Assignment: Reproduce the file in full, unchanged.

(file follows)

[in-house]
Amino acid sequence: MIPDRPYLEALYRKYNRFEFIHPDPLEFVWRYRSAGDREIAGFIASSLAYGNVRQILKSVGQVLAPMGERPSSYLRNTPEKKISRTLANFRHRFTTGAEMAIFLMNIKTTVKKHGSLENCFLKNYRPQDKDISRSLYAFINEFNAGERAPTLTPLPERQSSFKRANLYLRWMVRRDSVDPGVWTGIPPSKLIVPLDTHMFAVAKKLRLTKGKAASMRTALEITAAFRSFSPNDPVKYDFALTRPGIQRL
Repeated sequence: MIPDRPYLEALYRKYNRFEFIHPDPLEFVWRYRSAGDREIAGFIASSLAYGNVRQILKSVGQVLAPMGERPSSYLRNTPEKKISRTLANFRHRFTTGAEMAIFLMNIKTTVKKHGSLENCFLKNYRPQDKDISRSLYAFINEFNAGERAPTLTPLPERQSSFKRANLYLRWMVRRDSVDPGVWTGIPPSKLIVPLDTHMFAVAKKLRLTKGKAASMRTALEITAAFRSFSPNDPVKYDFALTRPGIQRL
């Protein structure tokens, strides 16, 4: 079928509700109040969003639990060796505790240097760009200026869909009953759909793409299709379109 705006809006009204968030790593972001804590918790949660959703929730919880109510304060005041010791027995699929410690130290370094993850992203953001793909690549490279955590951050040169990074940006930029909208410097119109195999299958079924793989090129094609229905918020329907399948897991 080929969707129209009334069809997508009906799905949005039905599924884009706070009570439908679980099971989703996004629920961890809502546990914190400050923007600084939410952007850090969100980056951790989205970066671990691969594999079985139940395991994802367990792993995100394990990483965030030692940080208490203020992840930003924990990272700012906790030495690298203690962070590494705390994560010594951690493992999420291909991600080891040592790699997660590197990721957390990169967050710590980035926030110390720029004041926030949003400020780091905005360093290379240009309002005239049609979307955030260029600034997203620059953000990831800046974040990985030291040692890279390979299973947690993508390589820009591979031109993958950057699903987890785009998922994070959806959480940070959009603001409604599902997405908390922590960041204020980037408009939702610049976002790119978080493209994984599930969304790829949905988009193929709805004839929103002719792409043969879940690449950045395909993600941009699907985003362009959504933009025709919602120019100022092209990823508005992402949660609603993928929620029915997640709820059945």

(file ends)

[in-house]
Amino acid sequence: MIPDRPYLEALYRKYNRFEFIHPDPLEFVWRYRSAGDREIAGFIASSLAYGNVRQILKSVGQVLAPMGERPSSYLRNTPEKKISRTLANFRHRFTTGAEMAIFLMNIKTTVKKHGSLENCFLKNYRPQDKDISRSLYAFINEFNAGERAPTLTPLPERQSSFKRANLYLRWMVRRDSVDPGVWTGIPPSKLIVPLDTHMFAVAKKLRLTKGKAASMRTALEITAAFRSFSPNDPVKYDFALTRPGIQRL
Repeated sequence: MIPDRPYLEALYRKYNRFEFIHPDPLEFVWRYRSAGDREIAGFIASSLAYGNVRQILKSVGQVLAPMGERPSSYLRNTPEKKISRTLANFRHRFTTGAEMAIFLMNIKTTVKKHGSLENCFLKNYRPQDKDISRSLYAFINEFNAGERAPTLTPLPERQSSFKRANLYLRWMVRRDSVDPGVWTGIPPSKLIVPLDTHMFAVAKKLRLTKGKAASMRTALEITAAFRSFSPNDPVKYDFALTRPGIQRL
């Protein structure tokens, strides 16, 4: 079928509700109040969003639990060796505790240097760009200026869909009953759909793409299709379109 705006809006009204968030790593972001804590918790949660959703929730919880109510304060005041010791027995699929410690130290370094993850992203953001793909690549490279955590951050040169990074940006930029909208410097119109195999299958079924793989090129094609229905918020329907399948897991 080929969707129209009334069809997508009906799905949005039905599924884009706070009570439908679980099971989703996004629920961890809502546990914190400050923007600084939410952007850090969100980056951790989205970066671990691969594999079985139940395991994802367990792993995100394990990483965030030692940080208490203020992840930003924990990272700012906790030495690298203690962070590494705390994560010594951690493992999420291909991600080891040592790699997660590197990721957390990169967050710590980035926030110390720029004041926030949003400020780091905005360093290379240009309002005239049609979307955030260029600034997203620059953000990831800046974040990985030291040692890279390979299973947690993508390589820009591979031109993958950057699903987890785009998922994070959806959480940070959009603001409604599902997405908390922590960041204020980037408009939702610049976002790119978080493209994984599930969304790829949905988009193929709805004839929103002719792409043969879940690449950045395909993600941009699907985003362009959504933009025709919602120019100022092209990823508005992402949660609603993928929620029915997640709820059945």